Total 31 (22) 8.5 (10.25) < 0.0001s 34 (32) 7 (9) < 0.0001§ 0.328§
Autonomy 3 (6) 1 (2) 0.051§ 5 (6) 0.5 (2) < 0.0001§ 0.451§
Occupational functioning 10 (12) 0 (2) < 0.0001§ 15 (2) 0.5 (2) < 0.0001§ 0.017§
Cognitive functioning 6 (7) 3 (3) 0.027§ 6 (6) 4 (5) 0.004§ 1.00§
Financial issues 2 (3) 1 (2) 1.00§ 2 (4) 0 (0.25) 0.005§ 1.00§
Interpersonal relationships 6 (7) 1 (4) 0.001§ 6 (9) 0 (1.25) < 0.0001§ 1.00§
Leisure time 2 (3) 0 (2) 0.914§ 3 (4) 0 (2) 0.007§ 1.00§

Data presented as mean ± standard deviation, unless otherwise stated. ES = patients in early stage, defined as up to 5 years after diagnosis of schizophrenia; FAST = Functioning Assessment Short Test; LS = patients in late stage, defined as at least 20 years after diagnosis of schizophrenia; SZ = schizophrenia. * Chi-square; t test; § Mann-Whitney test with Bonferroni correction for multiple pairwise test. Median (interquartile range).

The analysis of functioning revealed significant difference in total FAST scores of patients in the ES and LS when compared with healthy controls; however, no differences were found when the ES and LS groups were compared to each other. The FAST scores for areas of functioning, such as autonomy, occupational functioning, cognitive functioning, financial issues, interpersonal relationships and leisure time, showed that the LS group had a poorer performance in all areas than controls. Nevertheless, there were no differences in financial issues and leisure time when the ES group was compared with controls. There were differences between ES and LS group scores in occupational functioning, but not in other areas of functioning.

Discussion

To our knowledge, this is the first study to assess functioning using the FAST scale and two groups of patients with SZ divided according to illness duration. Our findings provide preliminary evidence of functioning impairment in both the ES and LS groups of patients with SZ when compared with controls. The comparison of the ES and LS groups revealed that, except for occupational functioning, functioning impairment seems to be similar throughout the course of the disease. Our results also revealed that the ES patients had higher FAST scores than controls in the domains of occupational functioning and interpersonal relationships, but not in autonomy. Nevertheless, similar differences were not found in the domains of financial issues and leisure time when the ES group was compared with controls. These results are in accordance with those of a previous study12 that found that disability in SZ starts primarily in social and occupational roles and interpersonal relations, and later affects the self-care domain. In addition, the finding that cognitive functioning is already affected in ES patients and that there are no significant differences from LS patients is supported by data reported in other studies, which found that these deficits are already present at the time of the first psychotic episode and remain relatively stable over the course of the illness.13 - 21

In our sample, the mean number of hospitalizations in the ES and LS groups was 1.52±1.77 and 7.30±7.64. These numbers are in accordance with a study that found that psychosocial functioning impairment was not significantly different between patients with a first psychotic episode and those with multiple episodes.7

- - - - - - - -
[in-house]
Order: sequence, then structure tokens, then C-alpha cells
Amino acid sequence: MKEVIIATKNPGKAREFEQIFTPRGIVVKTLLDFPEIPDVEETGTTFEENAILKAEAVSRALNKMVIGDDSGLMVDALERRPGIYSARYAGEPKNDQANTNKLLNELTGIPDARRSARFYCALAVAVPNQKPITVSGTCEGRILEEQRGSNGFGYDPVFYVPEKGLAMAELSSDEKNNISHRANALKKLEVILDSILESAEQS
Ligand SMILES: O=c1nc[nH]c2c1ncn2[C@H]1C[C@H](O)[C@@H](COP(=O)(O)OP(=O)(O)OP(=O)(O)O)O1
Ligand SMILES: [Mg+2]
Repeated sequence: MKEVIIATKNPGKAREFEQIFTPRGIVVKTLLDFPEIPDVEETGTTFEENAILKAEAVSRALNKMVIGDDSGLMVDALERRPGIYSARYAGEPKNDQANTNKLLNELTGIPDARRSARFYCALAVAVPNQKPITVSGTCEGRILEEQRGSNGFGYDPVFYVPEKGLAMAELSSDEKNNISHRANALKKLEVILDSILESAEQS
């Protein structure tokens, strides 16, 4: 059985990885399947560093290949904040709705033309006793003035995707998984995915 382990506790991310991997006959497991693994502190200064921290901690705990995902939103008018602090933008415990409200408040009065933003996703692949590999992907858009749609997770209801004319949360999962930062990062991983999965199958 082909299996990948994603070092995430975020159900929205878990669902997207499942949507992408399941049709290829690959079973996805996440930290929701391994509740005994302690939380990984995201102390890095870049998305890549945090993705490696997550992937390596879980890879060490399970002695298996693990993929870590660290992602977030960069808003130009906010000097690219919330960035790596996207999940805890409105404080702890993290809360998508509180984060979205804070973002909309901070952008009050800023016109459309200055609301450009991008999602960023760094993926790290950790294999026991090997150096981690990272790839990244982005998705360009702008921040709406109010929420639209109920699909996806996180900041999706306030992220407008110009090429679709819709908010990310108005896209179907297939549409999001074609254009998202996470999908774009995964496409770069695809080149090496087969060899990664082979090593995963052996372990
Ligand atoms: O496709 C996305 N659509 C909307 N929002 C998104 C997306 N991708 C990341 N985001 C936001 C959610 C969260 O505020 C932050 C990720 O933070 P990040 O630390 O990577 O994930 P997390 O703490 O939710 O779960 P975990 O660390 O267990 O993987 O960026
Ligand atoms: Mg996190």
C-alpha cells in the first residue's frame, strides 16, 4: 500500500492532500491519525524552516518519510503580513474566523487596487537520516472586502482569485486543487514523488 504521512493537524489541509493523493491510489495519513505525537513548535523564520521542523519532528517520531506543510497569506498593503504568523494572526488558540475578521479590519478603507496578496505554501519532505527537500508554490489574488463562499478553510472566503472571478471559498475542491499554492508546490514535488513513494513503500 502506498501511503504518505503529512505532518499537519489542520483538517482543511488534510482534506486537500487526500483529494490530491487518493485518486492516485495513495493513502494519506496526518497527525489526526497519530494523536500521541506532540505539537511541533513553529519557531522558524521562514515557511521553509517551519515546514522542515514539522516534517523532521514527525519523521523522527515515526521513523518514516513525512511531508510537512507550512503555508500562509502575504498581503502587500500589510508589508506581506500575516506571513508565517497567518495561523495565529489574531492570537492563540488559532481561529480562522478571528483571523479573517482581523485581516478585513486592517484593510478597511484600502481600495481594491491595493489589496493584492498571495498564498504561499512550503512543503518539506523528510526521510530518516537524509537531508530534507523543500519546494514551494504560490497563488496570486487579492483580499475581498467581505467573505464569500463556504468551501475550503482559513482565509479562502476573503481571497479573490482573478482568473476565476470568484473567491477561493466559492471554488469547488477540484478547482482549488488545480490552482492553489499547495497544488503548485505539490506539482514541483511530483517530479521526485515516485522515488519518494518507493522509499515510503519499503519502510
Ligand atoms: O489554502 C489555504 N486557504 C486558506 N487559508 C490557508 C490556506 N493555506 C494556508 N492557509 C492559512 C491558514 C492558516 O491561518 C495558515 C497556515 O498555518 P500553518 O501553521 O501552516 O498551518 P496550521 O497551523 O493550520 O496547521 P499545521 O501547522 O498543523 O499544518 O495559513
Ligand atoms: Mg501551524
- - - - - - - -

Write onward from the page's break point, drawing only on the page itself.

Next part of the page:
The fact that no differences were found between the ES and LS groups in most FAST domains may be explained by their similar scores in the assessment of some factors that may potentially affect functioning, such as psychotic symptoms (similar scores in BPRS) and educational attainment. Clinical and functioning improvements are not necessarily concurrent, and functioning impairment may persist in case of symptom remission.10

The significant difference between the ES and LS groups in the occupational domain may be associated with the fact that all patients in the LS group were unemployed, and sixteen were retired due to disability. In contrast, there were no retired individuals in the ES group, two were students and two had paying jobs. However, poor work performance in the LS reflects the costs of illness. This finding should guide the definition of interventions for the rehabilitation of these patients and the prevention of impairment in work functioning in the ES.

The findings of this study should be interpreted in light of some limitations. First, the sample size may be small to examine the impact of different predictors of functioning, such as the influence of different groups of symptoms, subtypes of SZ and the impact of medications. In addition, its cross-sectional design does not ensure that both groups are similar in all the variables involved in functioning. At the same time, the study has strengths, such as the inclusion of individuals without any medical and psychiatric comorbidities, which ruled out possible confounders.

Conclusion

Our findings indicate that illness duration alone is insufficient to classify individuals with SZ into stages because its effect on functioning is only partial. Furthermore, our data confirm previous evidence that functioning impairment tends to remain stable for a long time in most patients with SZ, and suggest that these patients should undergo early functioning assessment using effective psychometric instruments, such as the FAST scale.

Acknowledgements

The authors thank the Severe Neuropsychiatric Disorders Staging (SENDS) task force for the support provided.

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Financial support: none.

Received: June 21, 2014; Accepted: September 16, 2014

Correspondence: Leonardo Gazzi Costa Rua Pedro de Toledo, 669, 3° andar, Vila Clementino 04039-032 - São Paulo, SP - Brazil E-mail: leogazzi@yahoo.com.br

No conflicts of interest declared concerning the publication of this article.